Respiratory viruses

Respiratory viruses such as influenza, SARS-CoV-2 and respiratory syncytial virus (RSV) cause colds. Some people develop severe illness or complications that can lead to hospitalisation. The risk can be reduced by having the appropriate vaccinations for the flu or COVID-19 in autumn.

Infections, especially with the flu and RSV, are more common in the winter months. However, surveillance for the relevant pathogens is done throughout the year. Various systems are used to collect data. Background information on the individual collection systems can be found on the FOPH Infectious Diseases Dashboard (IDD).

Key figures on respiratory viruses in Switzerland and Liechtenstein

On the FOPH Infectious Diseases Dashboard you’ll find figures on the current spread of respiratory viruses as well as on the situation regarding viral colds and the resulting burden of disease in Switzerland and the Principality of Liechtenstein. The FOPH Infectious Diseases Dashboard also shows key figures on the specific pathogens influenza and SARS-CoV-2.

Previous reports on seasonal flu and COVID-19

Analysing and monitoring wastewater

Wastewater monitoring: keeping track of the epidemiological situation for respiratory pathogens

People who become infected with respiratory viruses such as SARS-CoV-2, Influenza A, Influenza B or RSV excrete fragments of the virus’s genetic material (such as RNA) in their stool. Such fragments thus get into the wastewater system and can be detected there. Since February 2021 the Swiss Federal Institute of Aquatic Science and Technology (Eawag) has been collecting daily samples of wastewater from six Swiss water treatment plants and analysing these for the presence of SARS-CoV-2. These analyses can help determine whether and (if so) to what extent people are infected with SARS-CoV-2 within the catchment area of the treatment plant concerned.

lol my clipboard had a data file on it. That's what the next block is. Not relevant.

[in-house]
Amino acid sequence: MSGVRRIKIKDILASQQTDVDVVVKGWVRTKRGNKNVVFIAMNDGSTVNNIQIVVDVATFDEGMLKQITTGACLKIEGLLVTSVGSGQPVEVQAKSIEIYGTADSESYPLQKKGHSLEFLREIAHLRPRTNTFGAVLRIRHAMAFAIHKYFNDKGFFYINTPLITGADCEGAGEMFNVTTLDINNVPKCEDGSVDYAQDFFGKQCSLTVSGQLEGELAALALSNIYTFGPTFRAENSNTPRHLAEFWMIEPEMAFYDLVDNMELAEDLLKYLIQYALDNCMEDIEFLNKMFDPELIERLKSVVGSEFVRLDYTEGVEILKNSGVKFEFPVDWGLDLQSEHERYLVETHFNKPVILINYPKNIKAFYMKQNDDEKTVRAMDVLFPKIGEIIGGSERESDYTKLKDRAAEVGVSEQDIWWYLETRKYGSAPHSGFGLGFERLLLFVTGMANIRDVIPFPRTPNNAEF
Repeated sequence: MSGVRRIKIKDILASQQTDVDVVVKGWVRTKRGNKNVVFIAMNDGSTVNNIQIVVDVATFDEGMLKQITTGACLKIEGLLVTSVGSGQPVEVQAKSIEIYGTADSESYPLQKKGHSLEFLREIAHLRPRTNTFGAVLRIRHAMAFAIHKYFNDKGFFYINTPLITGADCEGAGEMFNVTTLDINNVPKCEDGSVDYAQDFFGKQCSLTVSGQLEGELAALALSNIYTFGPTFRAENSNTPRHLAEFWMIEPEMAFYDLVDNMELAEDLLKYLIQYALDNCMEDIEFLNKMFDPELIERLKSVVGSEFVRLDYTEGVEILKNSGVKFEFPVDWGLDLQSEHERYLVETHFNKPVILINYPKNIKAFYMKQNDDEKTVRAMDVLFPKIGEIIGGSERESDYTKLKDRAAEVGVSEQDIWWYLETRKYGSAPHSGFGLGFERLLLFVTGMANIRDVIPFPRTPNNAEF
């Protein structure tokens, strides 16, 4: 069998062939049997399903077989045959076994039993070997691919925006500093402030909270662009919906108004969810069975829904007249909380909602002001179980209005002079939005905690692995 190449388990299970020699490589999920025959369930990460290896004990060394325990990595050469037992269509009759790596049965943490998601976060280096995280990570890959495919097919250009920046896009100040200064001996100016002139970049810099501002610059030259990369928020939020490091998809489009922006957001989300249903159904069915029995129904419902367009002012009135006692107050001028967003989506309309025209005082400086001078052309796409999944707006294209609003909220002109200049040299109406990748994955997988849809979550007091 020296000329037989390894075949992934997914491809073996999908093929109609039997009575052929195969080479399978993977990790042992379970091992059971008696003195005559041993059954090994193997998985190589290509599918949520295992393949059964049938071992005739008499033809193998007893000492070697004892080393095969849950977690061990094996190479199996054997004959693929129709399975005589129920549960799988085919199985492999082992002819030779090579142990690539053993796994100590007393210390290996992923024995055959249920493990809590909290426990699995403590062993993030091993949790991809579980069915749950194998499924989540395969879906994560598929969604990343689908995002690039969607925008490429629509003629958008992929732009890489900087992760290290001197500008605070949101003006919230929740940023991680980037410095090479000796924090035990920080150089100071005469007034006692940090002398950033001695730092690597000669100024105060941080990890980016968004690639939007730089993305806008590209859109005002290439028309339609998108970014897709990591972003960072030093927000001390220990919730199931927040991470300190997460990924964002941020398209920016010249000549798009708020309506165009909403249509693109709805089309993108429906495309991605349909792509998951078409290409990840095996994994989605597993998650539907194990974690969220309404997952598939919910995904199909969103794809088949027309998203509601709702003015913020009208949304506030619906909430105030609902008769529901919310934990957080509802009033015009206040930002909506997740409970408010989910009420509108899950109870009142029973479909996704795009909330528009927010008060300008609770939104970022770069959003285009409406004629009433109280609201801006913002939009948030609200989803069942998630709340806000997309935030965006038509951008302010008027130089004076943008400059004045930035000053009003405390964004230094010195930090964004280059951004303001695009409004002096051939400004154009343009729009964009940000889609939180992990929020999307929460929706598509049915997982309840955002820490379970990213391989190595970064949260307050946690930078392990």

Eawag has also been conducting research projects on detecting SARS-CoV-2 in wastewater since summer 2020. As part of this project programme, the associated water analyses have been gradually expanded to include further pathogens. The projects’ findings have also been used to establish a nationwide SARS-CoV-2 monitoring system.

Monitoring wastewater is an efficient way to keep track of the present viral load and of the virus variants currently circulating in the population. It provides reliable data rapidly, anonymously and over an extensive area, which is particularly useful when fewer and fewer COVID-19 tests are being conducted.

With the transition to the post-pandemic SARS-CoV-2 situation, the extent of Switzerland’s nationwide wastewater monitoring has been gradually scaled back. In 2022, samples were taken three to six times a week from some 100 water treatment plants (covering around 70% of the population) and analysed by designated cantonal and private laboratories. In January 2023, in view of the COVID-19 epidemiological situation, the range of water treatment plants sampled was reduced to around 50 (covering 44% of the population). And in July 2023, all the analyses under this national wastewater monitoring were taken over by Eawag, and the number of treatment plants sampled was further reduced to 14 (covering 27% of the population). To provide integrated monitoring of respiratory viruses, this national wastewater monitoring programme was also expanded to include influenza and RSV.